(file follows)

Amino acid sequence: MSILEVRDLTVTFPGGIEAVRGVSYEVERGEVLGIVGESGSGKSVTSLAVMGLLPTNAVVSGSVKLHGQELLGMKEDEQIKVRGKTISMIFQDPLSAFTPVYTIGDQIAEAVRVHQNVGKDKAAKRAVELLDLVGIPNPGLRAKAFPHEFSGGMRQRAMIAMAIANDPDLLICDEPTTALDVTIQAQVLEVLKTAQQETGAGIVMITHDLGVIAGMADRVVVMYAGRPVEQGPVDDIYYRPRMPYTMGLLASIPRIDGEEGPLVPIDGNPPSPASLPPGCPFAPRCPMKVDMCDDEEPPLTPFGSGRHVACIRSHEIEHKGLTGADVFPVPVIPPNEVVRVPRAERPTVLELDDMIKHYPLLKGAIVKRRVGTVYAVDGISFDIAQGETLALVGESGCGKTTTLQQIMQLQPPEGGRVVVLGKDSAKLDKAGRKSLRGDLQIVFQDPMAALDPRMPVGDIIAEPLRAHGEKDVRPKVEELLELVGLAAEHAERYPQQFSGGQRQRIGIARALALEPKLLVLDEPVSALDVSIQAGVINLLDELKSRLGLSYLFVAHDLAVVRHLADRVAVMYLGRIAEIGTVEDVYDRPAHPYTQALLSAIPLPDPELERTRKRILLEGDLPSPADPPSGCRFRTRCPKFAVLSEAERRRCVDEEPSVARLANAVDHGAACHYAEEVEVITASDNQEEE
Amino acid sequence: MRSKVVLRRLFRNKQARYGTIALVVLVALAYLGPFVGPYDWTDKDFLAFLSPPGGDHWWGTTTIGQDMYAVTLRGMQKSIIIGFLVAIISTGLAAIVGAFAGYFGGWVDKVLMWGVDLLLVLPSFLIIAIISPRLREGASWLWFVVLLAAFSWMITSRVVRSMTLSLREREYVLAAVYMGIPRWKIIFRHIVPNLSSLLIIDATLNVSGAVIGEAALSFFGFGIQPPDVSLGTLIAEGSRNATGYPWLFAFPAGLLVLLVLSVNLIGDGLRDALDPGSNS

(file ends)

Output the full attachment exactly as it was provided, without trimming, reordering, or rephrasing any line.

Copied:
Amino acid sequence: MSILEVRDLTVTFPGGIEAVRGVSYEVERGEVLGIVGESGSGKSVTSLAVMGLLPTNAVVSGSVKLHGQELLGMKEDEQIKVRGKTISMIFQDPLSAFTPVYTIGDQIAEAVRVHQNVGKDKAAKRAVELLDLVGIPNPGLRAKAFPHEFSGGMRQRAMIAMAIANDPDLLICDEPTTALDVTIQAQVLEVLKTAQQETGAGIVMITHDLGVIAGMADRVVVMYAGRPVEQGPVDDIYYRPRMPYTMGLLASIPRIDGEEGPLVPIDGNPPSPASLPPGCPFAPRCPMKVDMCDDEEPPLTPFGSGRHVACIRSHEIEHKGLTGADVFPVPVIPPNEVVRVPRAERPTVLELDDMIKHYPLLKGAIVKRRVGTVYAVDGISFDIAQGETLALVGESGCGKTTTLQQIMQLQPPEGGRVVVLGKDSAKLDKAGRKSLRGDLQIVFQDPMAALDPRMPVGDIIAEPLRAHGEKDVRPKVEELLELVGLAAEHAERYPQQFSGGQRQRIGIARALALEPKLLVLDEPVSALDVSIQAGVINLLDELKSRLGLSYLFVAHDLAVVRHLADRVAVMYLGRIAEIGTVEDVYDRPAHPYTQALLSAIPLPDPELERTRKRILLEGDLPSPADPPSGCRFRTRCPKFAVLSEAERRRCVDEEPSVARLANAVDHGAACHYAEEVEVITASDNQEEE
Amino acid sequence: MRSKVVLRRLFRNKQARYGTIALVVLVALAYLGPFVGPYDWTDKDFLAFLSPPGGDHWWGTTTIGQDMYAVTLRGMQKSIIIGFLVAIISTGLAAIVGAFAGYFGGWVDKVLMWGVDLLLVLPSFLIIAIISPRLREGASWLWFVVLLAAFSWMITSRVVRSMTLSLREREYVLAAVYMGIPRWKIIFRHIVPNLSSLLIIDATLNVSGAVIGEAALSFFGFGIQPPDVSLGTLIAEGSRNATGYPWLFAFPAGLLVLLVLSVNLIGDGLRDALDPGSNS